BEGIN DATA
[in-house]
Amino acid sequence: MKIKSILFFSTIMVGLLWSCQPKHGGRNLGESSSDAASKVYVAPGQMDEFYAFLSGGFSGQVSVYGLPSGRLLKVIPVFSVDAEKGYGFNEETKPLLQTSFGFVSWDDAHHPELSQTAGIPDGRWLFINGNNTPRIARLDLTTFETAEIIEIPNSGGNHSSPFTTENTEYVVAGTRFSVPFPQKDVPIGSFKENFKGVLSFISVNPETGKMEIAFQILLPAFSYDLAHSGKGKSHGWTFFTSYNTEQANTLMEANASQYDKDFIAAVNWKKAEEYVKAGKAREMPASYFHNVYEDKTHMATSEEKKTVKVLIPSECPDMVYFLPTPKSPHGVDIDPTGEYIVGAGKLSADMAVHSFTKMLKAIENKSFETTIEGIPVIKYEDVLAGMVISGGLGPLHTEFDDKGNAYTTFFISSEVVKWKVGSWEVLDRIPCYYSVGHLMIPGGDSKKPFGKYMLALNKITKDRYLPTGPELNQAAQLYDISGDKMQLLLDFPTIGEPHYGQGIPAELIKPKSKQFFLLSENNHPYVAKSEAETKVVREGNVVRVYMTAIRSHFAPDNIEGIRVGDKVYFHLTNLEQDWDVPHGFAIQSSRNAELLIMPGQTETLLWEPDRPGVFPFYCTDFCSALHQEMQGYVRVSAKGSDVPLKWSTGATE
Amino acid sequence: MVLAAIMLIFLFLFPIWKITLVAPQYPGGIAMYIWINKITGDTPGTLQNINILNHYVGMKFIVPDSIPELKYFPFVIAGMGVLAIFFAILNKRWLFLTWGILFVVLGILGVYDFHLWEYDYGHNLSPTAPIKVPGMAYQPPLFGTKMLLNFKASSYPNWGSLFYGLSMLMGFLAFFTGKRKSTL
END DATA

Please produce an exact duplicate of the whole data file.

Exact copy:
[in-house]
Amino acid sequence: MKIKSILFFSTIMVGLLWSCQPKHGGRNLGESSSDAASKVYVAPGQMDEFYAFLSGGFSGQVSVYGLPSGRLLKVIPVFSVDAEKGYGFNEETKPLLQTSFGFVSWDDAHHPELSQTAGIPDGRWLFINGNNTPRIARLDLTTFETAEIIEIPNSGGNHSSPFTTENTEYVVAGTRFSVPFPQKDVPIGSFKENFKGVLSFISVNPETGKMEIAFQILLPAFSYDLAHSGKGKSHGWTFFTSYNTEQANTLMEANASQYDKDFIAAVNWKKAEEYVKAGKAREMPASYFHNVYEDKTHMATSEEKKTVKVLIPSECPDMVYFLPTPKSPHGVDIDPTGEYIVGAGKLSADMAVHSFTKMLKAIENKSFETTIEGIPVIKYEDVLAGMVISGGLGPLHTEFDDKGNAYTTFFISSEVVKWKVGSWEVLDRIPCYYSVGHLMIPGGDSKKPFGKYMLALNKITKDRYLPTGPELNQAAQLYDISGDKMQLLLDFPTIGEPHYGQGIPAELIKPKSKQFFLLSENNHPYVAKSEAETKVVREGNVVRVYMTAIRSHFAPDNIEGIRVGDKVYFHLTNLEQDWDVPHGFAIQSSRNAELLIMPGQTETLLWEPDRPGVFPFYCTDFCSALHQEMQGYVRVSAKGSDVPLKWSTGATE
Amino acid sequence: MVLAAIMLIFLFLFPIWKITLVAPQYPGGIAMYIWINKITGDTPGTLQNINILNHYVGMKFIVPDSIPELKYFPFVIAGMGVLAIFFAILNKRWLFLTWGILFVVLGILGVYDFHLWEYDYGHNLSPTAPIKVPGMAYQPPLFGTKMLLNFKASSYPNWGSLFYGLSMLMGFLAFFTGKRKSTL